Various Adirondack leaders cheer EPA chief’s resignation

Scott Pruitt (Official photo)

From environmentalists to the area’s Republican congresswoman, a range of leaders in the Adirondack Park expressed gladness at the resignation of U.S. Environmental Protection Agency Administrator Scott Pruitt on Thursday.

U.S. Rep. Elise Stefanik was among the first Republicans, in April, to publicly call for Pruitt to resign, and she was glad he did.

“It is time for new leadership at the EPA,” Stefanik said in a statement. “There have been too many ethical lapses under Administrator Pruitt’s watch, and this decision is in the best interests of the agency and our country.

“I look forward to working with our next EPA administrator to protect the environmental interests of our district, which is the proud home of the Adirondacks.”

The Adirondack Council, an environmental advocacy group based in Elizabethtown, has been outspoken in its criticism of Pruitt and also celebrated his resignation.

Rep. Elise Stefanik, R-Willsboro, makes her opening remarks during a "Coffee with your Congresswoman" event on April 5 at the Moreau Community Center in South Glens Falls. (Photo — Adam Colver, Post-Star)

“As the Trump administration’s agent, he has spent the past two years refusing to protect Adirondack water and air from pollution, and delaying enforcement actions on the most basic of public health protections,” Executive Director Willie Janeway said in a statement.

“We were pleased to defeat him in court recently,” Janeway added, referring to recent rulings that ordered the EPA to take action to curb acid rain and smog in the Northeast caused by Midwest factories. Pollution-control equipment has been installed at those plants, but Pruitt refused to order use of it.

“Pruitt racked up a long list of scandalous actions that were not becoming of a public official,” Janeway said. “We are troubled by the legacy of demoralization he has created at the agency.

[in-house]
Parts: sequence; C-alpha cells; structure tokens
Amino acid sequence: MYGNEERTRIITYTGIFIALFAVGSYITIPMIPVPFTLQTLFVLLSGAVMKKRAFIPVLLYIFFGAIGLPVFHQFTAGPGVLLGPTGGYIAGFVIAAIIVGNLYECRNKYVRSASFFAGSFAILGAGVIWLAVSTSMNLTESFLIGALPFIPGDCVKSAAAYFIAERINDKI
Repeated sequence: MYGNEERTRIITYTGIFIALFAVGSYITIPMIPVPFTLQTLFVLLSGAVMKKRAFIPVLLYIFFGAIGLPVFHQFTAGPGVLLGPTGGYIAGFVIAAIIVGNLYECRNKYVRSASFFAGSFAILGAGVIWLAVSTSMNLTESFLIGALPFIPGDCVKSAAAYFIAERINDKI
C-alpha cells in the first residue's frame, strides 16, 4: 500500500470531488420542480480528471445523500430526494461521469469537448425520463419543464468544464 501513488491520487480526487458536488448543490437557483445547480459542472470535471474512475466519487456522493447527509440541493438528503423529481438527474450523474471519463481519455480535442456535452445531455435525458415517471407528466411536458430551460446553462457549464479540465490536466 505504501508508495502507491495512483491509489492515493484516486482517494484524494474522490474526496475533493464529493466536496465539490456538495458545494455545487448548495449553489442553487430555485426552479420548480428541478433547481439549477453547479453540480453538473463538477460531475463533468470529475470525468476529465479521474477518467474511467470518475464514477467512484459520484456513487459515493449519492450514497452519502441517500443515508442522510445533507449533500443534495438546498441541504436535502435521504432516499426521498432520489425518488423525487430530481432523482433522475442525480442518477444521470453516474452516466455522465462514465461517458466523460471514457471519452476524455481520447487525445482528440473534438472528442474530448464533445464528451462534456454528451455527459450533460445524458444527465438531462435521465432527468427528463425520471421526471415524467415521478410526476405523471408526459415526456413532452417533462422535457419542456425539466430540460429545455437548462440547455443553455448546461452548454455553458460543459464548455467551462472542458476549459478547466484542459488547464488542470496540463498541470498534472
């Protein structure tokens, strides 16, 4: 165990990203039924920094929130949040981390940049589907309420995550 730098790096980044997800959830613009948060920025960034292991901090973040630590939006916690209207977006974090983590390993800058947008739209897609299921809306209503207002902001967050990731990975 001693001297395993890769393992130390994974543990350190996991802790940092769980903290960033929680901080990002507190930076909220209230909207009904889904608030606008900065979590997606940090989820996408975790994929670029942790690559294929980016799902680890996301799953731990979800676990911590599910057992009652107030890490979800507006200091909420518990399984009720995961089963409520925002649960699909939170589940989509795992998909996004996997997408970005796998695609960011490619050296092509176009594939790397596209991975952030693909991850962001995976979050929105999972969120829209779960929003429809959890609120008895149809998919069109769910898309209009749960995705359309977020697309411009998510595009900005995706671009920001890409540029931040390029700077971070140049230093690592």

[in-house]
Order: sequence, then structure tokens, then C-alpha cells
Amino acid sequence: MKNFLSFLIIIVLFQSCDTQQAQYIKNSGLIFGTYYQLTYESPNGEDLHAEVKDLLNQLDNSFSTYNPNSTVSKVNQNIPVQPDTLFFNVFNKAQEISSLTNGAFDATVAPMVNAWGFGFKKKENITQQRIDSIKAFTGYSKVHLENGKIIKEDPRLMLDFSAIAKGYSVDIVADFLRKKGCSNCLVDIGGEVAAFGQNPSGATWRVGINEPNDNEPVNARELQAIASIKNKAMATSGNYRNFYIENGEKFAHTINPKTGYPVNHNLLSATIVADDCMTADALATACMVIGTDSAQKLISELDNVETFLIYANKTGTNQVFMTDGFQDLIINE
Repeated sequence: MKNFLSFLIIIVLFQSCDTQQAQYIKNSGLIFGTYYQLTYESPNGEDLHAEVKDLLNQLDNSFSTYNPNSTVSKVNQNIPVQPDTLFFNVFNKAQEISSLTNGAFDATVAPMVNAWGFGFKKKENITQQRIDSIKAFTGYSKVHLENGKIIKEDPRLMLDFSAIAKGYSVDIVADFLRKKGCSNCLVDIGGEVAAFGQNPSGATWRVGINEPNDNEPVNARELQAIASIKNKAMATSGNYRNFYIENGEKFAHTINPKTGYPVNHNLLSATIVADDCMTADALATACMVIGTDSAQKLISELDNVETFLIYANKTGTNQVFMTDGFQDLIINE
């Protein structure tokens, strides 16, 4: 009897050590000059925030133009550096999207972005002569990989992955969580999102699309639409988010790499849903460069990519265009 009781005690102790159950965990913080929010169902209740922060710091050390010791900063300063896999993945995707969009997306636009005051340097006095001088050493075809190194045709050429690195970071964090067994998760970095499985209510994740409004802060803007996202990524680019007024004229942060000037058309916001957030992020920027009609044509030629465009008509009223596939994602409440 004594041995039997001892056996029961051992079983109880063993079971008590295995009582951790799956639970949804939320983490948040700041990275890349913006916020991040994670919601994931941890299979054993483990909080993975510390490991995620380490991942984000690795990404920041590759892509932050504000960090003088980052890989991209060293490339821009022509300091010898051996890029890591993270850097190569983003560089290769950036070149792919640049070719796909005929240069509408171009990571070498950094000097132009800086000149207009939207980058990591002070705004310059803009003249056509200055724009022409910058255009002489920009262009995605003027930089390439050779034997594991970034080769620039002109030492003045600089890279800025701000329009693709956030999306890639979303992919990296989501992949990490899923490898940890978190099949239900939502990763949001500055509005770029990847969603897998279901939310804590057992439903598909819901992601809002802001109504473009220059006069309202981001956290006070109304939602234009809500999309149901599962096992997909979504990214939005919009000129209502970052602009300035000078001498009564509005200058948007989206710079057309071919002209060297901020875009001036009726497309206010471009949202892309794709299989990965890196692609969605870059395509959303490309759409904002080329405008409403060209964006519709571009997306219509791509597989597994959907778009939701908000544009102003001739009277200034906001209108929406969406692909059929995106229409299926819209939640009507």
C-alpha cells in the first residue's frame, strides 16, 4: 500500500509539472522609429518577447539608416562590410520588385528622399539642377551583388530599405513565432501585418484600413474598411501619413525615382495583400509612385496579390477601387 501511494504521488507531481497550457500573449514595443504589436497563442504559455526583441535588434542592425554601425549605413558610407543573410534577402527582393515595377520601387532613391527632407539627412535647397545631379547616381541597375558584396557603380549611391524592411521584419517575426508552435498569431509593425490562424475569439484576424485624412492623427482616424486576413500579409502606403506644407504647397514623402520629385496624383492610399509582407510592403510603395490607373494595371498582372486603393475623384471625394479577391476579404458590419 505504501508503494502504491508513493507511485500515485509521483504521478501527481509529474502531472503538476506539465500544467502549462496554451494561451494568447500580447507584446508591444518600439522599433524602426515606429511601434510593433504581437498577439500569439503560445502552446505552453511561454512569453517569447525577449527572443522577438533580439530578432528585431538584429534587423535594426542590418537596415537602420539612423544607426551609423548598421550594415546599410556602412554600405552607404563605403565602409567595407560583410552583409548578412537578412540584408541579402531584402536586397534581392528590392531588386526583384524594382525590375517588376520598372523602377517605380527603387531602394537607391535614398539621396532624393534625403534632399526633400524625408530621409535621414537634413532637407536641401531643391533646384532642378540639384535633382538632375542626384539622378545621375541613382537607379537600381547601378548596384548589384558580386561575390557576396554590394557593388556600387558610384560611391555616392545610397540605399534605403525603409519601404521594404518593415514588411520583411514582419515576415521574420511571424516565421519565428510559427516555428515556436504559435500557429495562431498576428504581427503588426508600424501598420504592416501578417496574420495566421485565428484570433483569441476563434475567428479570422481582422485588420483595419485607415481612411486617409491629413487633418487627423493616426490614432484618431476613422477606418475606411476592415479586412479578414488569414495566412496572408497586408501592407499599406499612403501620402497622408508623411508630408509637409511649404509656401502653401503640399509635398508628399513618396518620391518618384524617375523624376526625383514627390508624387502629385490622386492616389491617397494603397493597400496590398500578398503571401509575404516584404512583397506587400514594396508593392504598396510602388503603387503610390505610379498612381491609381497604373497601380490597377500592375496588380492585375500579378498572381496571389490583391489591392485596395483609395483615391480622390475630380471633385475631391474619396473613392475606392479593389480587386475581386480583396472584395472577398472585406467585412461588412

“We call on the next administrator to faithfully carry out the mandates of the Clean Air Act and work toward an effective plan to curb climate change.”

New York’s attorney general’s office has also battled Pruitt’s EPA in court, winning a suit similar to the Adirondack Council’s on the same day.

Adirondack Council Executive Director Willie Janeway (Enterprise photo — Peter Crowley)

“No matter who leads the EPA, my office will continue to hold the agency accountable,” interim Attorney General Barbara Underwood said in a statement. “As we have proven again and again, when the EPA threatens New Yorkers’ health and environment, we will take the agency to court — and we will win.”

New York Gov. Andrew Cuomo said “good riddance” to Pruitt.

“Scott Pruitt was as reckless toward the planet as he was toward his own position in government,” Cuomo said in a statement. “He oversaw an historic attack on our environment, tried to roll back decades of progress and handed over the reins to big oil and gas.

“The Senate Democrats should stand united against any appointment who intends to continue Pruitt’s disastrous legacy. The EPA should be working with New York — and not against us — to address climate change, protect our water resources and ensure the health of our residents.”

Barbara Underwood (Photo provided by the attorney general's office)

Gov. Andrew Cuomo speaks at the Elk Lake Lodge in May 2016 announcing the state’s purchase of the 20,000-acre Boreas Ponds Tract, which was paid for using money from the state’s Environmental Protection Fund. (Enterprise file photo — Justin A. Levine)

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